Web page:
For the US, the deals with Honduras, Guatemala and El Salvador to take back migrants are like a fortification, shielding the country from taking responsibility for people seeking international protection. They add yet another line of defense to other drastic measures the US has recently taken to keep them out.
The Trump administration’s “zero tolerance” policy of separating kids from parents ended in June of 2018, after massive outrage. But Andrea and her sisters are among more than 950 kids the ACLU now claims were taken from parents after that date.
In last three months, ICE has released some 107,000 migrant parents and children in Texas, Arizona and California, many without next steps in place. Shelters, churches and volunteers have stepped in to help these families get to their next destinations. Most are trying to join relatives and friends elsewhere.
A motel and a monastery are among pop-up shelters that have opened in the last six months in Arizona to house a rising number of migrants from Central America entering the United States to seek asylum.
A court injunction and presidential order last year were supposed to end the practice. But Border Patrol is still deciding to separate hundreds of families as new reports and Congressional hearings shed light on the controversial practice.
Honduras has for years been one of the world's most murderous countries. In 2018, thousands of people sought to flee the violence and poverty by joining other migrants in hopes of making it to safety across the Mexico-US border. The country grabbed international attention as US President Donald Trump cracked down on illegal immigration.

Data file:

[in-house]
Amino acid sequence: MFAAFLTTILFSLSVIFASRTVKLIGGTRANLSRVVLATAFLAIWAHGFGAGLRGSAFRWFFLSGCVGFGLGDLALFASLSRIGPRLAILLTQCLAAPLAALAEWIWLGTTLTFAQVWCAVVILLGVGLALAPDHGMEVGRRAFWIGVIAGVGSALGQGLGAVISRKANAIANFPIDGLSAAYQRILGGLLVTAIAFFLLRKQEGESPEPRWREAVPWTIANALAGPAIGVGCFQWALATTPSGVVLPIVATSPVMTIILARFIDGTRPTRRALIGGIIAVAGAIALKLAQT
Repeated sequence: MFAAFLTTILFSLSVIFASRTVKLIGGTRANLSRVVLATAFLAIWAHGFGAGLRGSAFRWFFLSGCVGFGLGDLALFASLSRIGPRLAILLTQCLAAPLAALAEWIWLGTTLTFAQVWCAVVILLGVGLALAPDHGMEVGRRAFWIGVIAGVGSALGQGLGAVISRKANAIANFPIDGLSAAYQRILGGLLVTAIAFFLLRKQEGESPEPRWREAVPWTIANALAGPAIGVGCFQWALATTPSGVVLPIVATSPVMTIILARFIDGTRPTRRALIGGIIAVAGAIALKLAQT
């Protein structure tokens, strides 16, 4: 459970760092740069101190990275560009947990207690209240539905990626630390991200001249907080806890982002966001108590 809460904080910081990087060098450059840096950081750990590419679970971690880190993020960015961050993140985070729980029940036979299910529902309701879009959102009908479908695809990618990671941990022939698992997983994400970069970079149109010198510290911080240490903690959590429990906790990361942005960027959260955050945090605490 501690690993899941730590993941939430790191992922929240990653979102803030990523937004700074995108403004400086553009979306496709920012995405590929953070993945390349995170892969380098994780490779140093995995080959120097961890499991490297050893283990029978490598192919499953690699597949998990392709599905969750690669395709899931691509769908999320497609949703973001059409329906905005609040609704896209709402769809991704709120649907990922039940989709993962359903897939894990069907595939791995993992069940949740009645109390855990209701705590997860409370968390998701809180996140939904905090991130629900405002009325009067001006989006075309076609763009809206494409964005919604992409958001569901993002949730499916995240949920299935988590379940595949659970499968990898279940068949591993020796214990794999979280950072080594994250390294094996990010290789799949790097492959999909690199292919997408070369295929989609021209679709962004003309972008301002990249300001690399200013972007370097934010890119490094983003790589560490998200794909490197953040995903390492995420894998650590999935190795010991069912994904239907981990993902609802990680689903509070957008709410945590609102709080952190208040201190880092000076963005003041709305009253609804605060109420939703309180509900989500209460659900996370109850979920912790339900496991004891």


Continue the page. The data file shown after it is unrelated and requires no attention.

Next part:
The new leaders of Honduras are under intense pressure from the United States and other nations after a military coup. The country's new president says the move was legal. Anchor Lisa Mullins speaks with Frances Robles who is in the capital Tegucigalpa.
Honduras' interim president said talks may begin Saturday to address the political crisis enveloping the country since the military deposed the country's sitting president two weeks ago. Anchor Jeb Sharp gets the latest from Director Jennifer McCoy.
The stand-off in Honduras entered day five today. Deposed president Manuel Zelaya is holed up inside the Brazilian embassy. Anchor Marco Werman speaks with Andres Conter of the US-based non-profit group Nonviolence International who's in the embassy,.
Ousted Honduran president Manuel Zelaya and his political opponents have signed off on an agreement that will allow him to return to office and create a power-sharing government. Katy Clark finds out more from Andres Conteris, of Democracy Now en Espanol.
A year ago Honduran President Manuel Zelaya was kidnapped by the Honduran military. He made a dramatic return by sneaking back into the country. These days Zelaya is living in exile in the Dominican Republic. Reporter Enrique Rivera reports.